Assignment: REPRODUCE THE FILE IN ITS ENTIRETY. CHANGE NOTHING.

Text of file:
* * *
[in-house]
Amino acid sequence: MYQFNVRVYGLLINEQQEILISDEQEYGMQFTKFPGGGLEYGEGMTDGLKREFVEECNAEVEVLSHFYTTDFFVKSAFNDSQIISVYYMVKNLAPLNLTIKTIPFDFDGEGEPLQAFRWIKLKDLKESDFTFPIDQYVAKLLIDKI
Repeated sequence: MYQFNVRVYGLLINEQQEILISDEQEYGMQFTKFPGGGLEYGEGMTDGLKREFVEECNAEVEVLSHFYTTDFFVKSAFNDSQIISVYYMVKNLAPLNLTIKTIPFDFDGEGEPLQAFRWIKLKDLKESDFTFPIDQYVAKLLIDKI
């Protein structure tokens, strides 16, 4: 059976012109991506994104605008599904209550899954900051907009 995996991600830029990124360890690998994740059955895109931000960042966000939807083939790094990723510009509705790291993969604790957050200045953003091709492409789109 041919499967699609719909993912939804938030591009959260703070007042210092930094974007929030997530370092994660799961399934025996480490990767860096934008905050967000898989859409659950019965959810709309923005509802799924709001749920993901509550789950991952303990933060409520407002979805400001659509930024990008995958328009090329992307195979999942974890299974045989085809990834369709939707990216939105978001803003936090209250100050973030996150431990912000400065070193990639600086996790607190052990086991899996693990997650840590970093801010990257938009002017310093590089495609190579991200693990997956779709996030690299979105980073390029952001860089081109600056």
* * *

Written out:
[in-house]
Amino acid sequence: MYQFNVRVYGLLINEQQEILISDEQEYGMQFTKFPGGGLEYGEGMTDGLKREFVEECNAEVEVLSHFYTTDFFVKSAFNDSQIISVYYMVKNLAPLNLTIKTIPFDFDGEGEPLQAFRWIKLKDLKESDFTFPIDQYVAKLLIDKI
Repeated sequence: MYQFNVRVYGLLINEQQEILISDEQEYGMQFTKFPGGGLEYGEGMTDGLKREFVEECNAEVEVLSHFYTTDFFVKSAFNDSQIISVYYMVKNLAPLNLTIKTIPFDFDGEGEPLQAFRWIKLKDLKESDFTFPIDQYVAKLLIDKI
């Protein structure tokens, strides 16, 4: 059976012109991506994104605008599904209550899954900051907009 995996991600830029990124360890690998994740059955895109931000960042966000939807083939790094990723510009509705790291993969604790957050200045953003091709492409789109 041919499967699609719909993912939804938030591009959260703070007042210092930094974007929030997530370092994660799961399934025996480490990767860096934008905050967000898989859409659950019965959810709309923005509802799924709001749920993901509550789950991952303990933060409520407002979805400001659509930024990008995958328009090329992307195979999942974890299974045989085809990834369709939707990216939105978001803003936090209250100050973030996150431990912000400065070193990639600086996790607190052990086991899996693990997650840590970093801010990257938009002017310093590089495609190579991200693990997956779709996030690299979105980073390029952001860089081109600056």